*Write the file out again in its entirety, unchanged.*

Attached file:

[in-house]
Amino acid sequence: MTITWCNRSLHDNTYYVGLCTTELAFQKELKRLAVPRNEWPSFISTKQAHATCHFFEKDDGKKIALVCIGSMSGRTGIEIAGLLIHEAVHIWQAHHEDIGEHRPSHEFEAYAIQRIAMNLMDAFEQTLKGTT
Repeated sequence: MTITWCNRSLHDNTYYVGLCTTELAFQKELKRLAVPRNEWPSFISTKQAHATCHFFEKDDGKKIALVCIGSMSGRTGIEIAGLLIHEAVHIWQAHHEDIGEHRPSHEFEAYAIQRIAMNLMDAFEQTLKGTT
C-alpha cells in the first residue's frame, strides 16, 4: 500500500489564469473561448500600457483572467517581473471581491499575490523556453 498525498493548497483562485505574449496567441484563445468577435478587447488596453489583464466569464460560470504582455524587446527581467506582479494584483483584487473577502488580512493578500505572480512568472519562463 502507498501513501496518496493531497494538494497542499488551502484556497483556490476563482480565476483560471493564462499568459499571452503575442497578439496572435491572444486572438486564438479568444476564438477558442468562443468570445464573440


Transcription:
[in-house]
Amino acid sequence: MTITWCNRSLHDNTYYVGLCTTELAFQKELKRLAVPRNEWPSFISTKQAHATCHFFEKDDGKKIALVCIGSMSGRTGIEIAGLLIHEAVHIWQAHHEDIGEHRPSHEFEAYAIQRIAMNLMDAFEQTLKGTT
Repeated sequence: MTITWCNRSLHDNTYYVGLCTTELAFQKELKRLAVPRNEWPSFISTKQAHATCHFFEKDDGKKIALVCIGSMSGRTGIEIAGLLIHEAVHIWQAHHEDIGEHRPSHEFEAYAIQRIAMNLMDAFEQTLKGTT
C-alpha cells in the first residue's frame, strides 16, 4: 500500500489564469473561448500600457483572467517581473471581491499575490523556453 498525498493548497483562485505574449496567441484563445468577435478587447488596453489583464466569464460560470504582455524587446527581467506582479494584483483584487473577502488580512493578500505572480512568472519562463 502507498501513501496518496493531497494538494497542499488551502484556497483556490476563482480565476483560471493564462499568459499571452503575442497578439496572435491572444486572438486564438479568444476564438477558442468562443468570445464573440